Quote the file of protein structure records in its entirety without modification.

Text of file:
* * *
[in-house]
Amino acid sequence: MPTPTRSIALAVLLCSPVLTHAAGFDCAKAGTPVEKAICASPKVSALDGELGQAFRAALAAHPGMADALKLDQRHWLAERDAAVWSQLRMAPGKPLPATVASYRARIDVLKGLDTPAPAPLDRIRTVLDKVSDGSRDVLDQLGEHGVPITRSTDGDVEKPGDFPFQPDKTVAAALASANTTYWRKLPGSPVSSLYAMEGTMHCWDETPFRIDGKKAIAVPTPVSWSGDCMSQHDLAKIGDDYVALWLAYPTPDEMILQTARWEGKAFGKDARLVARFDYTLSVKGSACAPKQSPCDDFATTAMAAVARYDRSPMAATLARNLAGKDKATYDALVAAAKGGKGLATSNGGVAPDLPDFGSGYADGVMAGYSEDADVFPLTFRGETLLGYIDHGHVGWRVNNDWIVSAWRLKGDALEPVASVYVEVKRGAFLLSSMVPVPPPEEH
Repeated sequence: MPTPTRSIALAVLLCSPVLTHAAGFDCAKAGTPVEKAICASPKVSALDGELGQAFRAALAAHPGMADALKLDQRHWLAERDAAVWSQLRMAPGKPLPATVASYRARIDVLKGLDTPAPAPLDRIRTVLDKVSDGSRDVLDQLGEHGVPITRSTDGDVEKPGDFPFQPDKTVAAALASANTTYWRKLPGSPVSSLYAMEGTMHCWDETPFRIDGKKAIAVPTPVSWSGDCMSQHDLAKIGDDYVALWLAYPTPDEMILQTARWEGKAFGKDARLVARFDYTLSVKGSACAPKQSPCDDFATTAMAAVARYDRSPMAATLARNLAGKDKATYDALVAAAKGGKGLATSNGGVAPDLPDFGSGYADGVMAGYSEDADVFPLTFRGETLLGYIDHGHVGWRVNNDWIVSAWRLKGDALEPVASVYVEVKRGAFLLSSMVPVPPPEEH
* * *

[in-house]
Amino acid sequence: MPTPTRSIALAVLLCSPVLTHAAGFDCAKAGTPVEKAICASPKVSALDGELGQAFRAALAAHPGMADALKLDQRHWLAERDAAVWSQLRMAPGKPLPATVASYRARIDVLKGLDTPAPAPLDRIRTVLDKVSDGSRDVLDQLGEHGVPITRSTDGDVEKPGDFPFQPDKTVAAALASANTTYWRKLPGSPVSSLYAMEGTMHCWDETPFRIDGKKAIAVPTPVSWSGDCMSQHDLAKIGDDYVALWLAYPTPDEMILQTARWEGKAFGKDARLVARFDYTLSVKGSACAPKQSPCDDFATTAMAAVARYDRSPMAATLARNLAGKDKATYDALVAAAKGGKGLATSNGGVAPDLPDFGSGYADGVMAGYSEDADVFPLTFRGETLLGYIDHGHVGWRVNNDWIVSAWRLKGDALEPVASVYVEVKRGAFLLSSMVPVPPPEEH
Repeated sequence: MPTPTRSIALAVLLCSPVLTHAAGFDCAKAGTPVEKAICASPKVSALDGELGQAFRAALAAHPGMADALKLDQRHWLAERDAAVWSQLRMAPGKPLPATVASYRARIDVLKGLDTPAPAPLDRIRTVLDKVSDGSRDVLDQLGEHGVPITRSTDGDVEKPGDFPFQPDKTVAAALASANTTYWRKLPGSPVSSLYAMEGTMHCWDETPFRIDGKKAIAVPTPVSWSGDCMSQHDLAKIGDDYVALWLAYPTPDEMILQTARWEGKAFGKDARLVARFDYTLSVKGSACAPKQSPCDDFATTAMAAVARYDRSPMAATLARNLAGKDKATYDALVAAAKGGKGLATSNGGVAPDLPDFGSGYADGVMAGYSEDADVFPLTFRGETLLGYIDHGHVGWRVNNDWIVSAWRLKGDALEPVASVYVEVKRGAFLLSSMVPVPPPEEH